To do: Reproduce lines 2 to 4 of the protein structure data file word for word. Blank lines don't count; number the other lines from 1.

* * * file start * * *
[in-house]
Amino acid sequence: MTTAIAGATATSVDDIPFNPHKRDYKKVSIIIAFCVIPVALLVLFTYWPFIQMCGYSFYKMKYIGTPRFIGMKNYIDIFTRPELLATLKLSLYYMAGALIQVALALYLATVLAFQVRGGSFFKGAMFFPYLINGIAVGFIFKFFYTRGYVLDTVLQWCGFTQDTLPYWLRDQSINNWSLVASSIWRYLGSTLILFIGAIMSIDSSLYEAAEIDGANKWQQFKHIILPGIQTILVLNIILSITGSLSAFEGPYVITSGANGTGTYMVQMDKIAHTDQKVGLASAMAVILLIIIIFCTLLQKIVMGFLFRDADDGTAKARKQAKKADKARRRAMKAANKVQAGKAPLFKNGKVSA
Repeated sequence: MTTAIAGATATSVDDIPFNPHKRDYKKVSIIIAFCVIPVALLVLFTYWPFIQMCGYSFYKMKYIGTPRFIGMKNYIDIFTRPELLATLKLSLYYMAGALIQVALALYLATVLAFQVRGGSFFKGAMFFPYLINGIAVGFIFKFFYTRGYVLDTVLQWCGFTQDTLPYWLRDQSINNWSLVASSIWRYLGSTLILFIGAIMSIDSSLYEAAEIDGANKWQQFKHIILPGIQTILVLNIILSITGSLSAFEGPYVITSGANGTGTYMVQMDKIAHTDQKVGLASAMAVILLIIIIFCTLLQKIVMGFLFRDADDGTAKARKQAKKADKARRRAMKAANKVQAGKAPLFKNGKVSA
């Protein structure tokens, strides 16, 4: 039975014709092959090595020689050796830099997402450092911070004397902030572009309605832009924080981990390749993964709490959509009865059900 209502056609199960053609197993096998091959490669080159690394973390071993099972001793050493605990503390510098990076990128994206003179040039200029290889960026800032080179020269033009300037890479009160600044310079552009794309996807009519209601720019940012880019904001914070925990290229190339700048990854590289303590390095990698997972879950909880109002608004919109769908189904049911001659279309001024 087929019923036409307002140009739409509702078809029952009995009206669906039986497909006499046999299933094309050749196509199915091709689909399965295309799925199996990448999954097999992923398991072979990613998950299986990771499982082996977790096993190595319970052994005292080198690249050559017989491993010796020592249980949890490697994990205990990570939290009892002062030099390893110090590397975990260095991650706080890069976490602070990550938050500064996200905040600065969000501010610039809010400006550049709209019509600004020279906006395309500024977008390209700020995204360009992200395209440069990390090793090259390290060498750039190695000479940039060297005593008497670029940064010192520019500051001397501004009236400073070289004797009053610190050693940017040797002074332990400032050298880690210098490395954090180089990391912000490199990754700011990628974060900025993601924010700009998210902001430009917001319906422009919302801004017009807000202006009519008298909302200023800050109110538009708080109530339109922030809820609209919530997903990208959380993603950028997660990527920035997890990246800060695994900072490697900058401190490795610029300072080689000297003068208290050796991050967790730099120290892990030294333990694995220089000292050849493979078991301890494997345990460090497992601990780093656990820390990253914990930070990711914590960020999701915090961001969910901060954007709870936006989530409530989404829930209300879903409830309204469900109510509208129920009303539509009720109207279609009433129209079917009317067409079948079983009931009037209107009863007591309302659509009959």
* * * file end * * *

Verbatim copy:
Amino acid sequence: MTTAIAGATATSVDDIPFNPHKRDYKKVSIIIAFCVIPVALLVLFTYWPFIQMCGYSFYKMKYIGTPRFIGMKNYIDIFTRPELLATLKLSLYYMAGALIQVALALYLATVLAFQVRGGSFFKGAMFFPYLINGIAVGFIFKFFYTRGYVLDTVLQWCGFTQDTLPYWLRDQSINNWSLVASSIWRYLGSTLILFIGAIMSIDSSLYEAAEIDGANKWQQFKHIILPGIQTILVLNIILSITGSLSAFEGPYVITSGANGTGTYMVQMDKIAHTDQKVGLASAMAVILLIIIIFCTLLQKIVMGFLFRDADDGTAKARKQAKKADKARRRAMKAANKVQAGKAPLFKNGKVSA
Repeated sequence: MTTAIAGATATSVDDIPFNPHKRDYKKVSIIIAFCVIPVALLVLFTYWPFIQMCGYSFYKMKYIGTPRFIGMKNYIDIFTRPELLATLKLSLYYMAGALIQVALALYLATVLAFQVRGGSFFKGAMFFPYLINGIAVGFIFKFFYTRGYVLDTVLQWCGFTQDTLPYWLRDQSINNWSLVASSIWRYLGSTLILFIGAIMSIDSSLYEAAEIDGANKWQQFKHIILPGIQTILVLNIILSITGSLSAFEGPYVITSGANGTGTYMVQMDKIAHTDQKVGLASAMAVILLIIIIFCTLLQKIVMGFLFRDADDGTAKARKQAKKADKARRRAMKAANKVQAGKAPLFKNGKVSA
């Protein structure tokens, strides 16, 4: 039975014709092959090595020689050796830099997402450092911070004397902030572009309605832009924080981990390749993964709490959509009865059900 209502056609199960053609197993096998091959490669080159690394973390071993099972001793050493605990503390510098990076990128994206003179040039200029290889960026800032080179020269033009300037890479009160600044310079552009794309996807009519209601720019940012880019904001914070925990290229190339700048990854590289303590390095990698997972879950909880109002608004919109769908189904049911001659279309001024 087929019923036409307002140009739409509702078809029952009995009206669906039986497909006499046999299933094309050749196509199915091709689909399965295309799925199996990448999954097999992923398991072979990613998950299986990771499982082996977790096993190595319970052994005292080198690249050559017989491993010796020592249980949890490697994990205990990570939290009892002062030099390893110090590397975990260095991650706080890069976490602070990550938050500064996200905040600065969000501010610039809010400006550049709209019509600004020279906006395309500024977008390209700020995204360009992200395209440069990390090793090259390290060498750039190695000479940039060297005593008497670029940064010192520019500051001397501004009236400073070289004797009053610190050693940017040797002074332990400032050298880690210098490395954090180089990391912000490199990754700011990628974060900025993601924010700009998210902001430009917001319906422009919302801004017009807000202006009519008298909302200023800050109110538009708080109530339109922030809820609209919530997903990208959380993603950028997660990527920035997890990246800060695994900072490697900058401190490795610029300072080689000297003068208290050796991050967790730099120290892990030294333990694995220089000292050849493979078991301890494997345990460090497992601990780093656990820390990253914990930070990711914590960020999701915090961001969910901060954007709870936006989530409530989404829930209300879903409830309204469900109510509208129920009303539509009720109207279609009433129209079917009317067409079948079983009931009037209107009863007591309302659509009959």